Ethereal and lithe, quite funky…it demands more of you than the average.
Deep dark red velvet fruit, pronounced reductive and damp funk which graciously clears a bit with air but retains a firm hand in shaping aromas. A few hours in the decanter does wonders as does a bit of hearty food.
Sous bois and cherry rubber before ruby red grapefruit pith on the mid-palate. That screaming acidity hides within the gentile and soft palate, adding to the sandalwood and citrus tea complexity. The flavors of the wine are ghostly, nudging close and washing away. Very long, precise and gushing finish with a whisper of drying coffee bean tannin.
This ain’t no cocktail wine. This is the real deal. Because of the reductive nature of this wine, I’d let this rest for a good 4 years. It’s going to be drink beautifully well into the 2020’s…the best is yet to come.
Historic. Iconic. Transparent. Complex.
Eyrie is distinguished as the first producer of Pinot noir in the Willamette Valley and America’s first producer of Pinot gris.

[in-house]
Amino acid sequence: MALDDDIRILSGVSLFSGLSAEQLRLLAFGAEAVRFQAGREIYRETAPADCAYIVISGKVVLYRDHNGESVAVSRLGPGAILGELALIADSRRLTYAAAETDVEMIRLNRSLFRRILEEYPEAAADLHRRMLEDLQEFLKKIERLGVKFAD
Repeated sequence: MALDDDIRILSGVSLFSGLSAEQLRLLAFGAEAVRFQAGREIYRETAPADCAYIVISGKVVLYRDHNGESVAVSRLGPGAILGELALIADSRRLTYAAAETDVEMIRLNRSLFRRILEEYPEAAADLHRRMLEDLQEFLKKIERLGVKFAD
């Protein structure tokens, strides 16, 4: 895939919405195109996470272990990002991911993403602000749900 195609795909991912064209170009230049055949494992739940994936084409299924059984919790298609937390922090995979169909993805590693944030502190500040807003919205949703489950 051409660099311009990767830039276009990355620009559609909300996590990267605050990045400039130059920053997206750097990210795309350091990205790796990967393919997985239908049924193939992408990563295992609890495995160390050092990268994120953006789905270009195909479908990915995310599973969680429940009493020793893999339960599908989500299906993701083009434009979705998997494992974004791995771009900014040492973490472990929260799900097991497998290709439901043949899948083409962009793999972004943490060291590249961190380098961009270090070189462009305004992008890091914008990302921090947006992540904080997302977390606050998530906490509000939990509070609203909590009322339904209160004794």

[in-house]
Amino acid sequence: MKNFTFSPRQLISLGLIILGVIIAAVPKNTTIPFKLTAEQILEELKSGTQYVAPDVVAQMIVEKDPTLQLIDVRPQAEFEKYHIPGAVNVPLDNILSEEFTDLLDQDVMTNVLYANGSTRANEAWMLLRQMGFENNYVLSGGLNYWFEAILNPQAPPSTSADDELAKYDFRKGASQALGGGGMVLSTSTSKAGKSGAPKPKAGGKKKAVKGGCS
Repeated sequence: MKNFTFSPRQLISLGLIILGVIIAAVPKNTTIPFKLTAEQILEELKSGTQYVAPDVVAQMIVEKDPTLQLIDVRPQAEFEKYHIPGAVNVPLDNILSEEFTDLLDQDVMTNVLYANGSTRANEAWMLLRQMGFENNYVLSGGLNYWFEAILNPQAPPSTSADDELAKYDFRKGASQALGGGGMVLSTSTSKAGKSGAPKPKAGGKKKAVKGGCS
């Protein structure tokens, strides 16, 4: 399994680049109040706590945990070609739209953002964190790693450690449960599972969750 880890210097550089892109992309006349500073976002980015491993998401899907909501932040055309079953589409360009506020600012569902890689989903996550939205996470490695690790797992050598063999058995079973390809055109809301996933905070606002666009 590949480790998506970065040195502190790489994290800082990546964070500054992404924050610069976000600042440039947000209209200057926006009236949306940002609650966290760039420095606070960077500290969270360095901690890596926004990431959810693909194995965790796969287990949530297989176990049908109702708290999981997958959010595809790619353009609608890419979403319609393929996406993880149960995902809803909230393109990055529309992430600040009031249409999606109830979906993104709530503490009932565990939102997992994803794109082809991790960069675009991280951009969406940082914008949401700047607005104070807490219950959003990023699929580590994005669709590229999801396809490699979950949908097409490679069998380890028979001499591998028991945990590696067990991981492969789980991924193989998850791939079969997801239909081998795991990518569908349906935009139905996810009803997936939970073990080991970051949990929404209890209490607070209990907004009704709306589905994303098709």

No big deal…
David Lett is considered the father of Willamette Valley Pinot Noir. Thank goodness he went against all odds and made the move from California to Oregon in the mid 1960’s, seeking cooler climates to grow Pinot Noir. 2007 was the last vintage that David had a hand in creating, as he passed away in 2008.
I toasted to his memory with this bottle.
The Original Vines of Pinot Noir were planted between 1967 and 1973 on their own roots on the southern flank of the Dundee Hills at 220′-400′ feet elevation. These 40 year old vines are the oldest in the Willamette Valley. In addition to Pinot Noir, David Lett planted Chardonnay, Pinot gris, Pinot Meunier and Muscat Ottonel on this 20 acre parcel. These days, David’s son, Jason Lett, is the caretaker of Eyrie’s traditions and is a wonderful spokesperson for Oregon wine.
The process in the winery is traditional and transparent. The fruit is de-stemmed and wild fermented in small bins and punched down by hand every four hours. After a gentle pressing, the wine is transferred to barrel (very little new oak, minimal racking) and spends two years in barrel, where complete and spontaneous malolactic fermentation takes place. The wine falls naturally clear, and is bottled without filtration or fining.
Eyrie is REAL wine.
It may just be the quintessential Oregon wine.
To learn more about Oregon wine history, visit Eyrie.